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'Constant revolutionizing of production, uninterrupted disturbance of all social conditions, everlasting uncertainity and agitation distinquish the bourgeois epoch from all earlier ones ... All that is solid melts into air, all that is holy is profaned.' Marx

freedom, bildung, Hegel « Previous | |Next »
February 09, 2006

As we have noted in the post below Tim Dunlop over at Road to Surfdom raises the issue of competing goods:

Drawing a line between such clashing goods is probably the fundamental test that liberal democracies set themselves. And the current climate of war, invasion, terrorism is constantly throwing up instances where we have to draw lines between competing notions of "the good".... I don't have any pat answers as to how to deal with these issues, but I think it helps to realise that conflicting good ends can be just as problematic as any conflict of opposites.

One pathway opened by the category of intersubjective recognition of others is that of Bildung or the process of cultural education. It is an idea that is rarely mentioned in Australian debates.Vasiliki Karavakou in his paper Hegel on culture and globalization gives a good description of the philosophical ethos associated with Bildung.

Karavakou says that:

Hegel shaped his understanding of culture under the weight of the Kantian legacy. Therefore, he incorporated in it the idea of sharing the clustering of cultural values by which we live. With this step he was also able to avoid the strictly individualistic understanding suggested by German romanticism. The Kantian idea of a struggling human reason enabled him to appreciate the significance of a project in which both individuals and cultures try to come to terms with their internal imperfections and inadequacies. He deviates from the Kantian prescriptions, when he determines to view this struggle not as a predicament of poverty and incorrigible deficiency, but as the richness typical of humanity.

Kant introuduces the idea of freedom as autonomy that can be traced back to Rousseau, which is usually understood as self-determination and is contrasted with the negative freedom of market liberalism; or the the naturalistic understanding of freedom of Hobbes and the utilitariians that understands freedom as the unimpeded pursuit of one's empirically given desires.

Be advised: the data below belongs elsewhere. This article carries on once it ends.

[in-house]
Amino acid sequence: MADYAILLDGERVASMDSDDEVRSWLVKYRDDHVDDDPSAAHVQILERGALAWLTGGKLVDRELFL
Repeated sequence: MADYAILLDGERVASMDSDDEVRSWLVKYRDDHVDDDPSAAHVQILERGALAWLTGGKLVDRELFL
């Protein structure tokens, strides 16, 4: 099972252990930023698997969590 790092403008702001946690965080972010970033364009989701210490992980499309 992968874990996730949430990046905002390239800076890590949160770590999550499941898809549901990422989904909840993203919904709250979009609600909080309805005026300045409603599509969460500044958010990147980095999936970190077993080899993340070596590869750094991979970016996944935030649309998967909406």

Karavakou says

The essence of the Kantian view of culture comes down to the idea of our being able to legislate for ourselves spontaneously. At its best, this idea amounts to the exercise of the capacity to self-compulsion and the subsequent triumph of reason over nature. For Hegel, the problem is that because such an ideal of culture presupposes the endorsement of dualism, it is bound to be unrealistic and impossible to live up to for actual, living human beings. That was precisely the challenge to which Hegel had to respond, i.e. how to steer the middle theoretical way between rational universalism and cultural diversity, between rational abstraction and historical relativity. What the Hegelian notion of Bildung allows us to do is “to settle for a second-rate naturally constrained spontaneity” to use John McDowell’s phrase (1994, p.96).

Bildung is associated with ethical life that initially appears as custom, habit and second nature and is the art of making human beings ethical. Unlike Roussau's conception of education as taking place individualistically (as outlined in Emile), Hegel's ethical education is a living within the ethical order and so its linked to being a citizen of a state.

Karavakou says that Bildung as ethical education means that:

We are not mere transcendental possibilities or members of the Kingdom of Ends, but living organisms sharing a world of language, custom and social norms. In the Hegelian light, the life of somebody capable of achieving the ideals of a cultured way of life, of moral autonomy and political freedom can be represented as a process of training oneself in mental, emotional and volitional terms by sharing the world's most significant objective dimensions. In the Philosophy of Right, the road to culture is the road to reason and anyone who “travels on that high road” must learn to appreciate the universal significance of Geist and avoid being conspicuous (para.15A, p.230; Werke 7, p.67).

Although Hegel's emphasis on ethical life is on the unreflective character of custom and habit, ethical education in modernity gives rise to educated insight, self-awareness, subjective freedom in civil society and the culture of a people.

| Posted by Gary Sauer-Thompson at 11:16 AM | | Comments (0)